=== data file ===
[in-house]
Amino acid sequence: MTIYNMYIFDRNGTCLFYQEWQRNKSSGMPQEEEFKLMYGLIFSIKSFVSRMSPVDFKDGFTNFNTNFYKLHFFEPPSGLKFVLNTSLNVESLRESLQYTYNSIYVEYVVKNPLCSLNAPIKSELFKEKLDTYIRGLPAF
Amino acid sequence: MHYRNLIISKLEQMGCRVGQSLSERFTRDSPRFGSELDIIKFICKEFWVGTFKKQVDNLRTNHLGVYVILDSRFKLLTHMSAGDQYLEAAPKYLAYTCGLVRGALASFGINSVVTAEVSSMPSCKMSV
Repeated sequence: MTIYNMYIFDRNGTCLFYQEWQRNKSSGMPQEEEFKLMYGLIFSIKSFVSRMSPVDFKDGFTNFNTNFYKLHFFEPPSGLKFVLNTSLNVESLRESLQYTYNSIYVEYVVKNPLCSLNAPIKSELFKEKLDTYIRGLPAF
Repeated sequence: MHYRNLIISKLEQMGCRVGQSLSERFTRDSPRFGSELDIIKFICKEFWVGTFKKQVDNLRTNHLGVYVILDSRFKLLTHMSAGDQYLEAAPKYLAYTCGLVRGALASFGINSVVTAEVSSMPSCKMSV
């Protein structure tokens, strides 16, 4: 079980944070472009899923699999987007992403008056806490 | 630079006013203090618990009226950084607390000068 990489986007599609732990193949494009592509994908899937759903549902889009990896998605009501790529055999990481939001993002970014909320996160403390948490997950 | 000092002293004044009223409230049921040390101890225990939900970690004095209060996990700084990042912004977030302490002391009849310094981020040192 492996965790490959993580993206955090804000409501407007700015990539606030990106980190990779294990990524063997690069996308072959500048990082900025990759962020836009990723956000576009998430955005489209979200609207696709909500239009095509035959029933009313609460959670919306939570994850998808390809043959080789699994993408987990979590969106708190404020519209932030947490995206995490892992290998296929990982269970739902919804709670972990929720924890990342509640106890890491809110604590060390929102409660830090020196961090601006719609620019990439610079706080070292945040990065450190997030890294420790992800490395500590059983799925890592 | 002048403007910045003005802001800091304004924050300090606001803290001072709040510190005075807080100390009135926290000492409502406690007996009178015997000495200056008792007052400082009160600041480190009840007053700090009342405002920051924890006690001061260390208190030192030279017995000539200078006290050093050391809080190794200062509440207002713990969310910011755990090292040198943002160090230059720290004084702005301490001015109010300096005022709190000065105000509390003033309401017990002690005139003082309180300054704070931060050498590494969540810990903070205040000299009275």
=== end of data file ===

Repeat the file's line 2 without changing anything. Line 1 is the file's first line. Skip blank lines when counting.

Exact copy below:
Amino acid sequence: MTIYNMYIFDRNGTCLFYQEWQRNKSSGMPQEEEFKLMYGLIFSIKSFVSRMSPVDFKDGFTNFNTNFYKLHFFEPPSGLKFVLNTSLNVESLRESLQYTYNSIYVEYVVKNPLCSLNAPIKSELFKEKLDTYIRGLPAF